AUGUSTA – Citing more than $30 million in surplus revenue from the state’s most recent quarter in addition to the funding already allocated in the previous legislative session, Senate Republicans are calling on Governor Janet Mills to take action to provide adequate funding for Maine’s nursing homes. The calls come after Mills has, for months, refused to provide the funding or allow for the legislature to address her objections to legislation passed with broad bipartisan support.
“It is clear
that we have the funds to cover the costs required by nursing homes. All that
is needed now is a commitment from the Legislature and the governor to
prioritize these needs above others and use the surplus funds to prevent
further closures,” said Senate Republican Leader Dana Dow.
In September, months after Mills originally refused to release the funding, the Governor refused to allow the legislature to recall the funding bill from her desk to “fix” whatever Mills objection was, though many still were uncertain her objection was valid.
At the time,
Republicans called Mills refusal to allow the bill to be recalled from her desk
“unprecedented defiance” with no precedent they could find. Mills’ response was
that nursing homes were “ok” and that attempts to get the bill recalled from
her desk to be fixed were a “political act with no productive goal.”
Republicans are now pointing to testimony from Mills’ own DHHS Commissioner
Jeanne Lambrew, who testified that “You almost can’t be at a violation of the
federal upper payment limit.”
testimony is salient because the only articulated reason Mills has offered for
her refusal to provide the funding is a concern that Maine would surpass the “upper
payment limit” in federal law.
Previous reporting from Maine Examiner has shown that the language Mills cited as problematic in that instance was actually drafted by her own staff.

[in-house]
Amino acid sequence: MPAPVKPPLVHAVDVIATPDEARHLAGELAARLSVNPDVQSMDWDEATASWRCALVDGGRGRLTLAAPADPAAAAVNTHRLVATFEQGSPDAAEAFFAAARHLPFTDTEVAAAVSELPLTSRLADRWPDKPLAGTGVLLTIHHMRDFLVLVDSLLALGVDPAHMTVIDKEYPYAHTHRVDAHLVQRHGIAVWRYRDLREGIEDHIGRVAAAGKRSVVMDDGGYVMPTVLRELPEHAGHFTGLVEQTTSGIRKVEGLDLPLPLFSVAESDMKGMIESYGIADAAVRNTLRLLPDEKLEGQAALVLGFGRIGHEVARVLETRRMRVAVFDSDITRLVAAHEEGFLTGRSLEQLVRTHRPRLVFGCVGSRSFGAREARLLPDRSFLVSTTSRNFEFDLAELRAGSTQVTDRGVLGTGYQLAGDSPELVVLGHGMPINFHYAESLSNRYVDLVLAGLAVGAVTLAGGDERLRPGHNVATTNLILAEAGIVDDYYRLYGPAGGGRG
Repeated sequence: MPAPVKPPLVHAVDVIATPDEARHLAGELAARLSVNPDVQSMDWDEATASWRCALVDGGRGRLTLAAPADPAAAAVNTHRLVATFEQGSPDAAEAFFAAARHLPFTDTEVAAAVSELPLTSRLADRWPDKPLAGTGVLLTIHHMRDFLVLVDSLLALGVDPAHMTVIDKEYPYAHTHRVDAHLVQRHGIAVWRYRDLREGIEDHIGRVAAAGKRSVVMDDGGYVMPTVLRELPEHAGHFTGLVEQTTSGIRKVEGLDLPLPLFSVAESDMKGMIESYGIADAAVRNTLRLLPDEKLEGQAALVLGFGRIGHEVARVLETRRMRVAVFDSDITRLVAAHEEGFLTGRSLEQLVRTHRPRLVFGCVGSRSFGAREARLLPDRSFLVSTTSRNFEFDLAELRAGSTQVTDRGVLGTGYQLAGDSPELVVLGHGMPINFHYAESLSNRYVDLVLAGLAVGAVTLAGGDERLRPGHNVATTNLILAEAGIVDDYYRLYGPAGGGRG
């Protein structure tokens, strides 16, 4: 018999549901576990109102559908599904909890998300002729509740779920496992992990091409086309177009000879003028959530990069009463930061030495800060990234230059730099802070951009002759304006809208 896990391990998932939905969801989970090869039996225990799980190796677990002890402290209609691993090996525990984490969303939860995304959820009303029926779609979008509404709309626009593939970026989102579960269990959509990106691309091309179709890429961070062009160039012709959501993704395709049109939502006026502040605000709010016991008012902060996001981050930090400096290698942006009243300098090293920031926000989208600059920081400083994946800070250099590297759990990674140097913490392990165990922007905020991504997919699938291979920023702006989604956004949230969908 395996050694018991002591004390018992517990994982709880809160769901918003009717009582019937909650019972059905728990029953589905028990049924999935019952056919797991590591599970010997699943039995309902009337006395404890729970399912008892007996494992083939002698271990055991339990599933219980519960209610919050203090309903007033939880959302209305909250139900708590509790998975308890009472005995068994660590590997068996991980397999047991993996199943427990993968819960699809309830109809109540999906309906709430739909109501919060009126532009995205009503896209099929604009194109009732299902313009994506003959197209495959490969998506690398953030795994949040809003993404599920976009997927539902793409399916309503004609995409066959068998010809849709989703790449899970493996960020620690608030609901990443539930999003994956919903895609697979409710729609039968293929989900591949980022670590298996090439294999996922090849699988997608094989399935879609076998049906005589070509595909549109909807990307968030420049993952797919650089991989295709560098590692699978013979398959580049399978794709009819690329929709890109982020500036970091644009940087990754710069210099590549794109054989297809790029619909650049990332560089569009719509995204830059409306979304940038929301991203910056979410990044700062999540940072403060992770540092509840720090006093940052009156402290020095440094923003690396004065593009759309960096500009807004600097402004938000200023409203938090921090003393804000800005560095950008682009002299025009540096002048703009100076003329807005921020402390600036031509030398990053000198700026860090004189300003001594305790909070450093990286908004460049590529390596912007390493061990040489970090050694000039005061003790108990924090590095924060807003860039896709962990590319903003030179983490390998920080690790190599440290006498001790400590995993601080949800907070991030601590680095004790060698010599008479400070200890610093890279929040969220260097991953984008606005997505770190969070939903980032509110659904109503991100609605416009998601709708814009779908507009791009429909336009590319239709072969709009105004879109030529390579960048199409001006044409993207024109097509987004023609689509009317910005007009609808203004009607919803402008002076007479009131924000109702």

say that full funding for Maine’s nursing homes would cost about $7 million in
fiscal year 2020, according to Commissioner Lambrew. They say that the newly
announced surplus is more than enough to cover that funding and that they are
calling on Mills and Democrats to make the funding a top priority.
“This is an issue that I have been very passionate about and we are finally in a situation where we can help these facilities and prevent further closings. The money is there, we know the costs. All that is needed now is the political will to do so,” said Assistant Senate Republican Leader Jeff Timberlake.
News reports indicate that seven nursing homes had closed in the 24 months leading up to the passage of the state budget. Those nursing homes were located in: Bar Harbor; Patten; Jonesport; Freeport; West Paris; Bridgton and Fryeburg.
Mills has pointed to other state funding provided in the recently passed state budget as evidence of support of nursing homes, but lawmakers say that funding is required under existing law to maintain the status quo. “Under that status quo, seven Maine nursing homes have closed. Clearly, the level her budget maintains for nursing homes is not sufficient,” said Senate Republicans.
The Mills administration has been criticized recently for providing funding for welfare for non-citizens, climate change study groups and various other new spending but ignoring please for more funding for disabled Mainers, nursing homes and Maine’s roads and bridges.